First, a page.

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Focus on Improving Clinical Outcomes for Pediatric Hematologic Disorders

by Dr. Trupti Shirole on December 5, 2016 at 10:10 PM
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 Focus on Improving Clinical Outcomes for Pediatric Hematologic Disorders

Known as an "orphan" disease due to the low incidence of occurrence, pediatric acquired aplastic anemia affects approximately two to four children out of every million each year.

Researchers from the Angie Fowler Adolescent & Young Adult Cancer Institute at University Hospitals Rainbow Babies & Children's Hospital (UH Rainbow) will present data focused on improving clinical outcomes for pediatric hematologic disorders at the 58th Annual Meeting of the American Society of Hematology (ASH).

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The meeting, held from December 3 to 6, 2016, in San Diego, California, gathers a global community of more than 20,000 hematologists to share education and research on the most pressing topics in hematology.

Ashish Gupta, a pediatric hematology fellow at UH Rainbow, will share results from one of the largest quality controlled retrospective studies of children with acquired aplastic anemia. The data makes a compelling case for the pediatric hematology community to revisit the current treatment algorithm for this rare disease.
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The small population makes robust outcomes research difficult to come by. Dr. Gupta and colleagues collected 10 years' worth of data about more than 5,000 children with acquired aplastic anemia from the quality-controlled Pediatric Health Information Systems (PHIS) database to analyze the effectiveness of the current treatment algorithm and compare it to the effectiveness of newer therapeutic approaches. The PHIS database includes data from 45 U.S. children's hospitals.

"Today, if a child with aplastic anemia has a matched related donor, we recommend proceeding with bone marrow transplant," said Dr. Gupta. "If no such optimum donor exists, as is true for almost 80% of children, immunosuppressive therapy (IST) is the standard of care, despite high rates of disease recurrence following treatment conclusion. As the outcomes of matched unrelated donor transplant options have improved, we wanted to know if patients with aplastic anemia were also experiencing better long term outcomes compared to immunosuppressive therapy, which is known to have high failure rates. Incidence of complications with bone marrow transplant also increases with delay in transplant."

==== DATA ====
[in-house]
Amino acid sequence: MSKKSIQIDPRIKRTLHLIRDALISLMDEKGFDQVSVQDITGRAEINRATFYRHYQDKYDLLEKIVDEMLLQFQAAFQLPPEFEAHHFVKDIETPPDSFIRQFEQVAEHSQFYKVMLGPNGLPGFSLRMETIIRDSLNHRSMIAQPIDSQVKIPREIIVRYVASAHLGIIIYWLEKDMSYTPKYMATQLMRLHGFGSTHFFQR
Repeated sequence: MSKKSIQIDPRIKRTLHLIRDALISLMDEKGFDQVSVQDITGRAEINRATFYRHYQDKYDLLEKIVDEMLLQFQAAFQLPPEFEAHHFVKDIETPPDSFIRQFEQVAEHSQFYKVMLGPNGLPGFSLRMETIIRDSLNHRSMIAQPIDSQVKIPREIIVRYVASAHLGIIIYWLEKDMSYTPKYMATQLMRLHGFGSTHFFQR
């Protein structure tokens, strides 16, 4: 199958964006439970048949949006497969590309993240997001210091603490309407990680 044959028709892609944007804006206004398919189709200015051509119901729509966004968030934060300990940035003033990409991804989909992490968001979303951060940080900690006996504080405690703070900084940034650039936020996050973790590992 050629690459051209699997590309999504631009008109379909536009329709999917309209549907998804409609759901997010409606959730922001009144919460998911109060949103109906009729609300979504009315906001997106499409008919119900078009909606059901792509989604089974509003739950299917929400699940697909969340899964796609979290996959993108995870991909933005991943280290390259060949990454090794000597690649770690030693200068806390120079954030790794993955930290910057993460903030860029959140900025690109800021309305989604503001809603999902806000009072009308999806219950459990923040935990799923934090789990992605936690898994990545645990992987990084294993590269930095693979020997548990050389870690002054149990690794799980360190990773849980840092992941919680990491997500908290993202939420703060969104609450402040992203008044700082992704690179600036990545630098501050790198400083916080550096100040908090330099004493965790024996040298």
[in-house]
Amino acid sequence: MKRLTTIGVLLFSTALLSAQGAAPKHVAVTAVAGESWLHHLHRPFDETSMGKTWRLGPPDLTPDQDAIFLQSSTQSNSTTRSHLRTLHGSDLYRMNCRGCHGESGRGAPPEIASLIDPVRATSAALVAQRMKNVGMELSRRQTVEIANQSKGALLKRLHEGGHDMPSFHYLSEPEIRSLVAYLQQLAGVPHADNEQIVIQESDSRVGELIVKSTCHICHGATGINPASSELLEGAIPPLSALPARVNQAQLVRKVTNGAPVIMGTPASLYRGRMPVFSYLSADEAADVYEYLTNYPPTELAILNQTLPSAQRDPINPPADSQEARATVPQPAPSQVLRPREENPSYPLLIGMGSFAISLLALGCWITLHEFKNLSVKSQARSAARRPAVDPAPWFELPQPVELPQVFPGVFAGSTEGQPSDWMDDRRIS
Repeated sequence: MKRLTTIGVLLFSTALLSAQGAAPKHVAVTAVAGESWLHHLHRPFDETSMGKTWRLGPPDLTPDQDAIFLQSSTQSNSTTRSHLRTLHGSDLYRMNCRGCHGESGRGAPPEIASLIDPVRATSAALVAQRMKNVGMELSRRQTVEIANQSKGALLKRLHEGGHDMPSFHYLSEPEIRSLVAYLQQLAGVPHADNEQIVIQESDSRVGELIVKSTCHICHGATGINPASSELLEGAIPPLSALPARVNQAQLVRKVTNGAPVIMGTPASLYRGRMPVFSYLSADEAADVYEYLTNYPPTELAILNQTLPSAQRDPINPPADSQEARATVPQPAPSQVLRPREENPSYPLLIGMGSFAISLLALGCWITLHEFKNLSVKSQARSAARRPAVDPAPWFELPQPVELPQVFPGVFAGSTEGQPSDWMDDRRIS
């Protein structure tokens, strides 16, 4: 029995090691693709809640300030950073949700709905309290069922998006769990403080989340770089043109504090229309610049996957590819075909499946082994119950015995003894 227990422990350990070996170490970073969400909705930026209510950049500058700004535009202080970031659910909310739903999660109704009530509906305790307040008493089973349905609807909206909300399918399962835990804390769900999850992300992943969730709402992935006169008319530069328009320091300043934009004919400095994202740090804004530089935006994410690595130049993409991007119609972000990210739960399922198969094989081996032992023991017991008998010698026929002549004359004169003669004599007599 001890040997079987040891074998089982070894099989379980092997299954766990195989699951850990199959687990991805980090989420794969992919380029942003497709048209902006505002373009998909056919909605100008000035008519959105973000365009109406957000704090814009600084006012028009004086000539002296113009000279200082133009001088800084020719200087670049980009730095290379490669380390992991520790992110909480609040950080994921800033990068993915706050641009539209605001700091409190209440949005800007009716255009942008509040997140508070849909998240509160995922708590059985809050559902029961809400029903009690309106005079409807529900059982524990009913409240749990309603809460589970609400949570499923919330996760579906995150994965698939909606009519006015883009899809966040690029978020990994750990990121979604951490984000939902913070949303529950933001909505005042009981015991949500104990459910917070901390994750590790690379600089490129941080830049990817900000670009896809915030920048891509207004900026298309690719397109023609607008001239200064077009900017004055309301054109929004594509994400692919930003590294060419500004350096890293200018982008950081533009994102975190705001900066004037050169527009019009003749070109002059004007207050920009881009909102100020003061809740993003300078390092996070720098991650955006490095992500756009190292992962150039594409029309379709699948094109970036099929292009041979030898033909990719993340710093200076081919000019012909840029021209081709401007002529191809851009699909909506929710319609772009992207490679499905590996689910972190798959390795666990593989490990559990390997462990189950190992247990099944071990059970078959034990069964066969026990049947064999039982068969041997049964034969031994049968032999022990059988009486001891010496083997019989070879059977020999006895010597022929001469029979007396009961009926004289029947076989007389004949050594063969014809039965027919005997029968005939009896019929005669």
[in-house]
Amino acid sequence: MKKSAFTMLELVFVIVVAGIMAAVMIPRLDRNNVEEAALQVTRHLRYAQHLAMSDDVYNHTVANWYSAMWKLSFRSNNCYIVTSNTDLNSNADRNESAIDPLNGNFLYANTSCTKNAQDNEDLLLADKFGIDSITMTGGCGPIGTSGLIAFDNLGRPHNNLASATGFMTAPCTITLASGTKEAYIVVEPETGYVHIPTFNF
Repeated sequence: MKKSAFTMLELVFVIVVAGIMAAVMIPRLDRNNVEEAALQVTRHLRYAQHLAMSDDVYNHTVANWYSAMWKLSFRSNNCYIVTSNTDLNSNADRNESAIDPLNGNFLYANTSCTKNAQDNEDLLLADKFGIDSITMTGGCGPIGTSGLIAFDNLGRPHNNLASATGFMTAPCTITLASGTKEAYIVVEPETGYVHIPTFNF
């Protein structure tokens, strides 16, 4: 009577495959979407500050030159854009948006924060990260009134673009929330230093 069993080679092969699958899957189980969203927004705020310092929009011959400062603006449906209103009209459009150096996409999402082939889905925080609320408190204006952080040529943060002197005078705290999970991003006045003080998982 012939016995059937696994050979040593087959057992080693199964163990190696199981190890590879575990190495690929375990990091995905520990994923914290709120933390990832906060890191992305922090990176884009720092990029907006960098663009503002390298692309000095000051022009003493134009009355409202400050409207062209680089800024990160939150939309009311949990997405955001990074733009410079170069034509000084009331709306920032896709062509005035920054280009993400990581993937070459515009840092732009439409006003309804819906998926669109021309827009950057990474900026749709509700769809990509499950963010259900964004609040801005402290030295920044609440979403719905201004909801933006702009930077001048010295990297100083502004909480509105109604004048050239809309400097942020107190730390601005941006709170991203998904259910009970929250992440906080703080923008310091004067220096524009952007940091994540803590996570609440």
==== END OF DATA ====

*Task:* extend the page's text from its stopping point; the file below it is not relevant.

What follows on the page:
Through extensive data analysis, the research team found that outcomes were comparable between matched related bone marrow transplant and matched unrelated donor transplants. Interestingly, common post-transplant complications such as graft versus host disease or graft failure were actually lower for patients who underwent a transplant from a matched unrelated donor.

"Children particularly tolerate transplants better than adults," added Dr. Gupta. "It is reasonable to recommend matched unrelated donor transplants in place of IST if a suitable donor is available."

Dr. Gupta's presentation appears as part of the ASH Poster Session (Abstract 2395) entitled Outcomes Research-Non-Malignant Conditions. Another UH Rainbow presenter, Irina Pateva, pediatric hematology/oncology at UH Rainbow and Assistant Professor of Pediatrics at Case Western Reserve University School of Medicine, will present findings in red blood cell transfusions for critically ill children as part of the Basic Science and Clinical Practice in Blood Transfusion Poster Session. Additionally, UH Seidman Cancer Center physicians will present data on five additional clinical research topics in adult hematology and oncology.

"ASH is one of the premier meetings for all hematologists," said Jignesh Dalal, Director, Pediatric Bone Marrow Transplant at UH Rainbow and Professor of Pediatrics at Case Western Reserve University School of Medicine. "The pediatric hematology team at UH Rainbow is world-class and focused on improving outcomes for all children. Selection to present at this meeting reflects this fact and will greatly enhance the body of knowledge we use to care for children around the world."

Source: Eurekalert
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